Tuesday, March 26, 2013

Grown Ups -A Unique Perspective on Homosexuality in America

I posted this on Facebook last year.   The childhood memory kept creeping into my mind until I felt like I was "supposed" to write it down and put it out there.  For the most part, it was well received.  I think a  few people were offended by it, but that's okay as well.  We all have our life experiences that imprint on us and embed thoughts and feelings that sometimes we don't really understand.   It was not my intention to judge, or incite defensiveness or anger.  Only to convey my own, personal point of view on the subject.

Anyhow, given what's happening in our courts right now, it seemed appropriate to post this now.  I re-read it and really, really, really  thought about editing it and making it "better".  But I wrote it in one sitting inspired by what I was thinking and feeling at the time, so it feels appropriate to leave it in it's original form.    So here it is, untouched, imperfect, but my view on the prejudice against homosexuality in our culture today.  


With everything in the news lately about "gay" rights and "same sex" marriage, I find myself going back to a childhood memory time and time again.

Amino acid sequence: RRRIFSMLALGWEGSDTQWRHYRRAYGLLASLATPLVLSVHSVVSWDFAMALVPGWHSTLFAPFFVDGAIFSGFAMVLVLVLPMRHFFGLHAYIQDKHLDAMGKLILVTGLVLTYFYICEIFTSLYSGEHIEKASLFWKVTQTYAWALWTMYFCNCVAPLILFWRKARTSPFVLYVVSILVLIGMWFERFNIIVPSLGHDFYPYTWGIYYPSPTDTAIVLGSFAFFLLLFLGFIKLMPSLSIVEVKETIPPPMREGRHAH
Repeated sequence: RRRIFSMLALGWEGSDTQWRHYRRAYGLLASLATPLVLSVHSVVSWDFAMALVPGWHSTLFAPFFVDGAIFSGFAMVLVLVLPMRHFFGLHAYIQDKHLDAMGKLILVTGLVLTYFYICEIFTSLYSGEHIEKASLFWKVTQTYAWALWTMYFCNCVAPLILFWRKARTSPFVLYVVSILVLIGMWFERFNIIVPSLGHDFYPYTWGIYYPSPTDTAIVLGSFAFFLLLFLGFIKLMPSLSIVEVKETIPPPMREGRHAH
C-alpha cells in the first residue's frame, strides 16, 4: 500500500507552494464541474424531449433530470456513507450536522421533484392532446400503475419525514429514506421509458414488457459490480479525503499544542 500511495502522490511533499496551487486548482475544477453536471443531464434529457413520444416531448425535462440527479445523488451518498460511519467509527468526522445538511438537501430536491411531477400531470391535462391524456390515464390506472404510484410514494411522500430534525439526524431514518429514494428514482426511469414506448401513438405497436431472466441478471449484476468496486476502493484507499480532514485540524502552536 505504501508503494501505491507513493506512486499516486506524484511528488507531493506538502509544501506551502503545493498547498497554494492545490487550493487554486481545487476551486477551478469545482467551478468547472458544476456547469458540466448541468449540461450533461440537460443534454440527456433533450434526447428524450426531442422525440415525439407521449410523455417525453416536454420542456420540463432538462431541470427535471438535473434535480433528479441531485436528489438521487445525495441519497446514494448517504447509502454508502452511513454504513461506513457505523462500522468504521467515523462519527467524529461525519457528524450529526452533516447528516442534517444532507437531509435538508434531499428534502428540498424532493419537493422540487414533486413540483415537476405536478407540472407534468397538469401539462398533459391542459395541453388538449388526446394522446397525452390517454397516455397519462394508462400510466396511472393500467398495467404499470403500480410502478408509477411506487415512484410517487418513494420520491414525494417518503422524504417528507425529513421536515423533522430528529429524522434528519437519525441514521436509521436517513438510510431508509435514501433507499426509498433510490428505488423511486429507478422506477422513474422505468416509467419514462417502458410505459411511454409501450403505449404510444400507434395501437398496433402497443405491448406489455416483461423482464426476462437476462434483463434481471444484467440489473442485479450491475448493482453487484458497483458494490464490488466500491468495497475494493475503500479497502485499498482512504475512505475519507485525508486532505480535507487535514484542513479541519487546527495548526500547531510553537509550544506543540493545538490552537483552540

I grew up in a small town in Alabama. When I was about 10 years old, or maybe even younger, I remember a lot of talk among the kids at the bus stop about a black family that had bought a house in our neighborhood. Apparently, a lot of the "grown ups" were really angry and upset about this. There were meetings and discussions about how they might stop this family from buying the house. They were mad at the homeowners for selling their home to a black family. My parents weren't among the group of adults rallying against this black family, but I heard the talk none-the-less. I remember at the time feeling very scared because the grown ups were so upset. Without really articulating the emotion, I realize now that I was really thinking "Wow... there must be something really bad about black people. If the grown ups are this upset (and grown ups know everything, right?), then there must be something really dangerous and bad about black people."